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Neptune's natural satellites

Neptune has 13 known moons.

The largest by far is Triton, discovered by William Lassell just 17 days after the discovery of Neptune itself.

It took a hundred years to discover the second, Nereid.

Triton orbits Neptune on a circular but retrograde orbit.

While retrograde orbits are common among distant irregular satellites, Triton is a unique case of retrograde moon so close to its planet.

The third largest moon of Neptune, Nereid follows a prograde but the most eccentric orbit among the moons of the solar system, being at its apocenter more than 7 times further from the planet than at its pericenter.

Two natural satellites discovered in 2002 and 2003, Psamathe and S/2002 N 4, have the largest orbits of any natural satellites discovered in the Solar system to date.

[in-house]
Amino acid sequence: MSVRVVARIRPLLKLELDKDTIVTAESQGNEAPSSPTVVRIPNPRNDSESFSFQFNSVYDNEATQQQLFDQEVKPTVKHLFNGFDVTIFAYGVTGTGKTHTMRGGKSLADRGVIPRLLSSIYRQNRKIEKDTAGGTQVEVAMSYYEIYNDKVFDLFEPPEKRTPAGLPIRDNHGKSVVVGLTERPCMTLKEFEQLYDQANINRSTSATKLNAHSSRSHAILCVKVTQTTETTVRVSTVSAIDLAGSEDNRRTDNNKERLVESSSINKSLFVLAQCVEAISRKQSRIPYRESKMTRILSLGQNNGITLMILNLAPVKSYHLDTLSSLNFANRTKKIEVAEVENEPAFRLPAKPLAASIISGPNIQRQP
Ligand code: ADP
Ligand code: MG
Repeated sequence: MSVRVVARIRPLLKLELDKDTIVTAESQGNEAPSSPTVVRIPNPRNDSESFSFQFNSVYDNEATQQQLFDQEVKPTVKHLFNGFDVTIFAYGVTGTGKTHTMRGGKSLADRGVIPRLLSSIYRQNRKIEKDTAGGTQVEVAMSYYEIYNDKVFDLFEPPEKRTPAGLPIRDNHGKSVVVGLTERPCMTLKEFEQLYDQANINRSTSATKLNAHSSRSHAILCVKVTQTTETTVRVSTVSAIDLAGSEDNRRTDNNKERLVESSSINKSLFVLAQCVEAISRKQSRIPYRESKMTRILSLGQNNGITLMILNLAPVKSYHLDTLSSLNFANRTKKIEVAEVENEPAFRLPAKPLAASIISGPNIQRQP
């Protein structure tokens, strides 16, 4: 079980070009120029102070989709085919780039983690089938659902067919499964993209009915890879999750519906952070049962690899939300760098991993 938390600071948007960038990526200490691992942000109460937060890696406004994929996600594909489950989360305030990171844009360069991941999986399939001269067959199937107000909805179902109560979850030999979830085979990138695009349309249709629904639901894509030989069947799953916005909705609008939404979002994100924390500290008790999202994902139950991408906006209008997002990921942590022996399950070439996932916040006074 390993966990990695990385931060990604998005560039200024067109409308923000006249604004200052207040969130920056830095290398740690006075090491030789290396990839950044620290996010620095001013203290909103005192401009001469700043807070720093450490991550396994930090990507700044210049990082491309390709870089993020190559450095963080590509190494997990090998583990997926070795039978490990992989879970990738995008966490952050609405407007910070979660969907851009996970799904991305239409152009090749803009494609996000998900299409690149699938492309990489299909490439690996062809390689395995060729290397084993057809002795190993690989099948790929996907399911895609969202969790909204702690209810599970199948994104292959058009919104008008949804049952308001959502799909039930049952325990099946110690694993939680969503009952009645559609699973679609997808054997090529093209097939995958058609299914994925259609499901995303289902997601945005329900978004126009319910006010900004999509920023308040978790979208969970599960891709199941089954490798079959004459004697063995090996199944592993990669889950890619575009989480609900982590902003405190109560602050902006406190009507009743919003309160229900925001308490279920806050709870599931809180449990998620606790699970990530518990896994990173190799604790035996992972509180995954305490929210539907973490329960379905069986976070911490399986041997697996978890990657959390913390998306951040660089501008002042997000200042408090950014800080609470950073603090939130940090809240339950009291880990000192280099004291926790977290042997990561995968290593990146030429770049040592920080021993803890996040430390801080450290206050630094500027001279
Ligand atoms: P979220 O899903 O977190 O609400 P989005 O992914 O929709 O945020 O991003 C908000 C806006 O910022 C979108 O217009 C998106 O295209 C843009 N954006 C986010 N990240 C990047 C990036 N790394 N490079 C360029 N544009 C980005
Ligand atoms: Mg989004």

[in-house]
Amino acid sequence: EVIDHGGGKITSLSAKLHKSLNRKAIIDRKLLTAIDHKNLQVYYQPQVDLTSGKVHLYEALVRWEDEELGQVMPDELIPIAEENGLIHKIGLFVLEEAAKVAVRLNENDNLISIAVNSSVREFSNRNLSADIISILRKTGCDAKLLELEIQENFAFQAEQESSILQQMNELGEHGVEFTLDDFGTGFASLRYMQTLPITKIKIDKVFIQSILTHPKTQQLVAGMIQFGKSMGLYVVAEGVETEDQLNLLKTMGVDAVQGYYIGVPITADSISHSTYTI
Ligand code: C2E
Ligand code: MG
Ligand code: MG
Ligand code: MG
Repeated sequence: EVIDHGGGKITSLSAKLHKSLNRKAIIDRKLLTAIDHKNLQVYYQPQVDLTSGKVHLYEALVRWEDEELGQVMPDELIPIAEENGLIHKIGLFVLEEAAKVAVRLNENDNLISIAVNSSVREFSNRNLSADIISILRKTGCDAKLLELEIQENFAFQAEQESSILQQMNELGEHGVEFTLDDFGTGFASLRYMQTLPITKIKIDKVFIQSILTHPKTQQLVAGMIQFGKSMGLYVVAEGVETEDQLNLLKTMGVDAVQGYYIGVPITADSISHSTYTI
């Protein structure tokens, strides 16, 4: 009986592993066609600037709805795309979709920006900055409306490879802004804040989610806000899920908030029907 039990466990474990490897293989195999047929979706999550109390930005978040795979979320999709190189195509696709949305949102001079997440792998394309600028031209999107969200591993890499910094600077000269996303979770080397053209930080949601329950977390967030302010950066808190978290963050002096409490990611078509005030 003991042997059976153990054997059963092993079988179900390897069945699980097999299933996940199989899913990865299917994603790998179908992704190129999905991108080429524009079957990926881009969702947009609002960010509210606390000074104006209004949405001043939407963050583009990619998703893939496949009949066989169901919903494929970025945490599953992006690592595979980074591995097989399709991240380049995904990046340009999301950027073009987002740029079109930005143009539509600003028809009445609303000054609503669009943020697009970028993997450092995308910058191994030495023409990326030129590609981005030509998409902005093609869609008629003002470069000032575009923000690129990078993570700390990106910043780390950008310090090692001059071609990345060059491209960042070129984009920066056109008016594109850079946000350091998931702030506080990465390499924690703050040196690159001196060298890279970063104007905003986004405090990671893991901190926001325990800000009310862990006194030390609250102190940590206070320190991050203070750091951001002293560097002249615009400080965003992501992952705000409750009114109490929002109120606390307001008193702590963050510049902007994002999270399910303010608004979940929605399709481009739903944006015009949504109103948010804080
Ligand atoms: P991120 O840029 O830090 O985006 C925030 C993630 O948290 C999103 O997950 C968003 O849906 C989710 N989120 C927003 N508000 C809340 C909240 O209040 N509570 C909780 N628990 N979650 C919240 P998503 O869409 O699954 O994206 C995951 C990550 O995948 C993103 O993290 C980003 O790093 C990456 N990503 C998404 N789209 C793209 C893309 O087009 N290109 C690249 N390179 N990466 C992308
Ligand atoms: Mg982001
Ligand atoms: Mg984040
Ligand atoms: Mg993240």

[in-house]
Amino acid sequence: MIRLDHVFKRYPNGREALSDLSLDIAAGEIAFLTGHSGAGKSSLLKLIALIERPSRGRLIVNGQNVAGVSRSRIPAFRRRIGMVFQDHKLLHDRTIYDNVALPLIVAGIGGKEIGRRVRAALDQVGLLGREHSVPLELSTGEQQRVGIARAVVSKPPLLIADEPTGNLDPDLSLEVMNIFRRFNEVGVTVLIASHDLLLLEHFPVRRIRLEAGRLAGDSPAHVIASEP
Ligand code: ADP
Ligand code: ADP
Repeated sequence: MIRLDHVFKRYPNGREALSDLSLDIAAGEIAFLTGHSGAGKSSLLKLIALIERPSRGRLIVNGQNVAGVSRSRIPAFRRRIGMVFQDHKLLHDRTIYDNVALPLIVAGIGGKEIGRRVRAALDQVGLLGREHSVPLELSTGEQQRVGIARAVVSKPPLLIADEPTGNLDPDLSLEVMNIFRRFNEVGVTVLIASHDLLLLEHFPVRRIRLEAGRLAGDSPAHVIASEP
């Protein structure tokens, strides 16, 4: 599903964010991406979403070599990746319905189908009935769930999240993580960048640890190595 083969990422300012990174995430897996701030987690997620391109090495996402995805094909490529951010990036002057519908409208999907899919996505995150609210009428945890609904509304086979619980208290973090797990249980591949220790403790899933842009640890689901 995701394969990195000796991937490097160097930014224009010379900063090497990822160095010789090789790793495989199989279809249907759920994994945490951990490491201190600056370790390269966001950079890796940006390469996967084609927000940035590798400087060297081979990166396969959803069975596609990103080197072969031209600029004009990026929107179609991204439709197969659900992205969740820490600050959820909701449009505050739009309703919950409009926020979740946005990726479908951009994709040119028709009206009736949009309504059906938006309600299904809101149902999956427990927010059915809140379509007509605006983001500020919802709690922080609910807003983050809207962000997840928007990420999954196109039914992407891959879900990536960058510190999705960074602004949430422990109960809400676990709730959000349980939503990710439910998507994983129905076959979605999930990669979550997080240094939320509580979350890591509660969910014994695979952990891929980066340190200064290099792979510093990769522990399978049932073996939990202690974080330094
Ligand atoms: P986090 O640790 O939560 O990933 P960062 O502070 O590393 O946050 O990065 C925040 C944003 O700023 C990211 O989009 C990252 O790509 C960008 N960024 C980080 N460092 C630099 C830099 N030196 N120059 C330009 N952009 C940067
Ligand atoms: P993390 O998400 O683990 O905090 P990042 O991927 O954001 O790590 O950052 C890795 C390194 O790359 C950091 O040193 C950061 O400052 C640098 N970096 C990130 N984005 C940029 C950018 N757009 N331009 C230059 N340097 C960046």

They take 25 years to orbit Neptune at an average of 125 times the distance between Earth and the Moon.

It is likely that Neptune's inner satellites are not the original bodies that formed with Neptune but accreted rubble from the havoc that was wreaked after Triton's capture.

Triton's original captured orbit would have been highly eccentric, and caused chaotic perturbations in the orbits of the original inner Neptunian satellites, caussing them to collide and become reduced to a rubble disc.

Only after Triton's orbit became circularised did some of the rubble disc re-accrete into the present-day satellites.

The mechanism of the Triton’s capture have been the subject of a few theories over the years.

The most recent postulates that Triton was captured in a three body encounter.

In this scenario, Triton is the surviving member of a binary object1 disrupted by the encounter with Neptune.

Note:   The above text is excerpted from the Wikipedia article "Neptune's natural satellites", which has been released under the GNU Free Documentation License.
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